“There should be no need for this month or this day to exist, but it does, because women are still far from equal.” - Womanist Musings

 

Feminist fist

Cisfeminism,Transwomen and Male Privilege

It took becoming a woman to discover my “male behavior”- that is, exhibiting male privilege.  When I was first coming out, I used to hang out mostly with women.  Any act of mine that was learned male behavior stuck out like a sore thumb.  Things like leaping up and taking charge, even when it wasn’t called for; things like using a conversation like a sledgehammer; things like assuming that everyone owed me special consideration for my journey through a gender change- I still shudder at my arrogance.

-Kate Bornstein “Gender Outlaw”

There’s been quite a lot of criticism of Bornstein for internalised transphobia, but I find hir take on male privilege to be very refreshing.  The feminist and trans blogosphere has had a flare up on the issue of radical feminism and transphobia lately and looking back on hir words offers much needed perspective.

Male privilege is not something that disappears when a MTF spectrum person comes out.  It’s something that must be actively addressed and it takes time and work.  This seems to me to be at the heart of the debate.

Cisfeminsts must recognise that their concerns over male privilege entering women’s spaces needs to have a great deal of nuance to avoid the trappings of cissexism.  Transwomen need to recognise that the possibility of bringing male privilege into women’s spaces is very real.  Excluding transwomen is the wrong approach, increased scrutiny of transwomen is not correct either.  Every individual must be taken as an individual if the goal is to make a safe space.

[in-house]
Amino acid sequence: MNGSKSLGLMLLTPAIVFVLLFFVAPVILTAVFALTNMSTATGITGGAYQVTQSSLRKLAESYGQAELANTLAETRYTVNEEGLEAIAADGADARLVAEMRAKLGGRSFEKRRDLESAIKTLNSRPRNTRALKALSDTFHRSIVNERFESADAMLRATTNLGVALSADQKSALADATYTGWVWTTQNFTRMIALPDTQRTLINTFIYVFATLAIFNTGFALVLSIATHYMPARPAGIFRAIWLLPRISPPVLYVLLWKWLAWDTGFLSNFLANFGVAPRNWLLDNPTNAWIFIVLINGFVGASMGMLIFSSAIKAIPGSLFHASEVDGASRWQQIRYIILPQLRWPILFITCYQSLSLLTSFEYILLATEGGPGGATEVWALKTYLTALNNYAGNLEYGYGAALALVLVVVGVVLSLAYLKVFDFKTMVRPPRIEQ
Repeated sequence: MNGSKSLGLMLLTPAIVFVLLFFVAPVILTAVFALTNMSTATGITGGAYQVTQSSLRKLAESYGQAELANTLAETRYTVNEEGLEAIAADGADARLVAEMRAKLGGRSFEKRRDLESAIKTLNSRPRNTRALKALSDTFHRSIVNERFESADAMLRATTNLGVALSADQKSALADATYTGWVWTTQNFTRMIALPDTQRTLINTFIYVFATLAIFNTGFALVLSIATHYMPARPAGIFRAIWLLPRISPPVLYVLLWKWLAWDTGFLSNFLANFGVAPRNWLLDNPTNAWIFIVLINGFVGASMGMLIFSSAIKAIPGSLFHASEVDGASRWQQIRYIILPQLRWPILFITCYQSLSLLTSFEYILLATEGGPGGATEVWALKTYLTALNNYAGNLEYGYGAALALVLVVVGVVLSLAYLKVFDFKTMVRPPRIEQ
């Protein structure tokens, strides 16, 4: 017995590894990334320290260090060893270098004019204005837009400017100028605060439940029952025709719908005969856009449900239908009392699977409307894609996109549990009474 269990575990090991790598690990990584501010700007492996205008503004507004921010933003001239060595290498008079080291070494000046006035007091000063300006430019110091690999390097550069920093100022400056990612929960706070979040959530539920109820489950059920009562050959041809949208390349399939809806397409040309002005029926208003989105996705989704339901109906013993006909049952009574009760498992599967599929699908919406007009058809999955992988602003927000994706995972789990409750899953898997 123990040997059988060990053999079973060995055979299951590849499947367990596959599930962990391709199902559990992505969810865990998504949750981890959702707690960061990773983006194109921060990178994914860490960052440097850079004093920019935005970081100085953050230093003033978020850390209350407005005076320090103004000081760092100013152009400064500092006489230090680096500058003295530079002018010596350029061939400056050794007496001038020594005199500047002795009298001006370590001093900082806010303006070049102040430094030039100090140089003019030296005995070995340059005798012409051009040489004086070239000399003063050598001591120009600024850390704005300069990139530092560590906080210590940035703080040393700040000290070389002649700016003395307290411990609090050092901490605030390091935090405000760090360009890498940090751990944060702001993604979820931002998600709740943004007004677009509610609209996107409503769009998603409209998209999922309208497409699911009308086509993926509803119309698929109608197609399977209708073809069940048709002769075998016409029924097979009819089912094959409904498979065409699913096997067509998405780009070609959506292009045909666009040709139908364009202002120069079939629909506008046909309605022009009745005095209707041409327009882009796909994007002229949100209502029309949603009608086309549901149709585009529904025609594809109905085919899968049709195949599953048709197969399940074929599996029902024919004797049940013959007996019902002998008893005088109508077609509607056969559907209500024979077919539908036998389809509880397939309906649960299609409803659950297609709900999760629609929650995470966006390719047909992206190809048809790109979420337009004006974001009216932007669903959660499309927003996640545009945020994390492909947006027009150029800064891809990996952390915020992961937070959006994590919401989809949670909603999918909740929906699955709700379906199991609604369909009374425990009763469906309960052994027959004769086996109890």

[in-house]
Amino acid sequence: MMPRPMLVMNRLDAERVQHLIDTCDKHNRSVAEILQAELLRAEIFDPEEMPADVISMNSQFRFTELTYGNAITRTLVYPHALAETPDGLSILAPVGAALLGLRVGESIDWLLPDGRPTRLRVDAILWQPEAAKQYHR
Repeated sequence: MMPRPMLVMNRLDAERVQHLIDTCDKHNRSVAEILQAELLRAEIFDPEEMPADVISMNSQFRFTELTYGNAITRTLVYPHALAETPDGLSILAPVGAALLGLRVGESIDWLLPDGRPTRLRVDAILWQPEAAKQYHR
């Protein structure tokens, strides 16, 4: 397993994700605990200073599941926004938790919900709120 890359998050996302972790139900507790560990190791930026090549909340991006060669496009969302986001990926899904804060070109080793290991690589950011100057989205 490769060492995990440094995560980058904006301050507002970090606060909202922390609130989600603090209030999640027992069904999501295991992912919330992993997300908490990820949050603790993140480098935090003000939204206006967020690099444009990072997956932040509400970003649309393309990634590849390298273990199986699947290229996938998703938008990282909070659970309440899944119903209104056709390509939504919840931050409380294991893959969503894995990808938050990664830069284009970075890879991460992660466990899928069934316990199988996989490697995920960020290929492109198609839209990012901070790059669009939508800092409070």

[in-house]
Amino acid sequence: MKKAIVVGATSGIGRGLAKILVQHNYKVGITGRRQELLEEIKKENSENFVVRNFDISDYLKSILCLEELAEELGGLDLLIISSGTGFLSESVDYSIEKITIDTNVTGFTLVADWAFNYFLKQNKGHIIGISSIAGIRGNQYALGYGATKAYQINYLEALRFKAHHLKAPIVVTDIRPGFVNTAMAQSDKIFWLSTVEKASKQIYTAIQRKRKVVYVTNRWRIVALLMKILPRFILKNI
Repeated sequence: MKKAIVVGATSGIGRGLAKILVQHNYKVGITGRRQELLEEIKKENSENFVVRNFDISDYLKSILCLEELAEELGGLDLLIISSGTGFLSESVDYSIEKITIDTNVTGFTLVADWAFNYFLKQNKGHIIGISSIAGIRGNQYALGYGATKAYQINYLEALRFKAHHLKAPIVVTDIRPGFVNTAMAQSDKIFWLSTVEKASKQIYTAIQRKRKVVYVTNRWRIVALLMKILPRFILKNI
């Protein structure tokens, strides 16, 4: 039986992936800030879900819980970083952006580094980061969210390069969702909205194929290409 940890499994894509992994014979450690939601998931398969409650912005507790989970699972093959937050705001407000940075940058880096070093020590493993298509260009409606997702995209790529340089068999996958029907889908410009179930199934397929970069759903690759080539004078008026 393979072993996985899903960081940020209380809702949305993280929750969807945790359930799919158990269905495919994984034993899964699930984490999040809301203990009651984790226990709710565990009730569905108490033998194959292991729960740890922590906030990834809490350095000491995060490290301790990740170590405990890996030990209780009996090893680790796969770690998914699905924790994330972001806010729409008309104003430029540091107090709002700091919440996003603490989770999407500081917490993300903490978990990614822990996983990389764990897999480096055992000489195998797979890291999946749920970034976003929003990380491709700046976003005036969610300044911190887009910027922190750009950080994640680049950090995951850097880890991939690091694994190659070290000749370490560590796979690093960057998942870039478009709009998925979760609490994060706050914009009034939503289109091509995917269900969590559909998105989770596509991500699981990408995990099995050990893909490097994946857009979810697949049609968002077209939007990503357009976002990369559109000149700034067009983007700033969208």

So many factors go into the ammount of male privilege expressed by a transwoman; how actively she checks it, how long she’s been checking it, what age she was when she came out, when she began transitioning.  These days, when transgirls are coming out and transitioning at younger and younger ages, the diversity of experiences among transwomen is only going to increase.

There’s so much hurt and trauma behind the rift between cisfeminists and transfeminists.  We should be allies in the struggle against patriarchy, we should know that the source of that hurt is not each other, it’s male domination.  We have both been bringing cissexism and misogyny to the table for too long and it’s time to set it aside and work together because we all have a common enemy.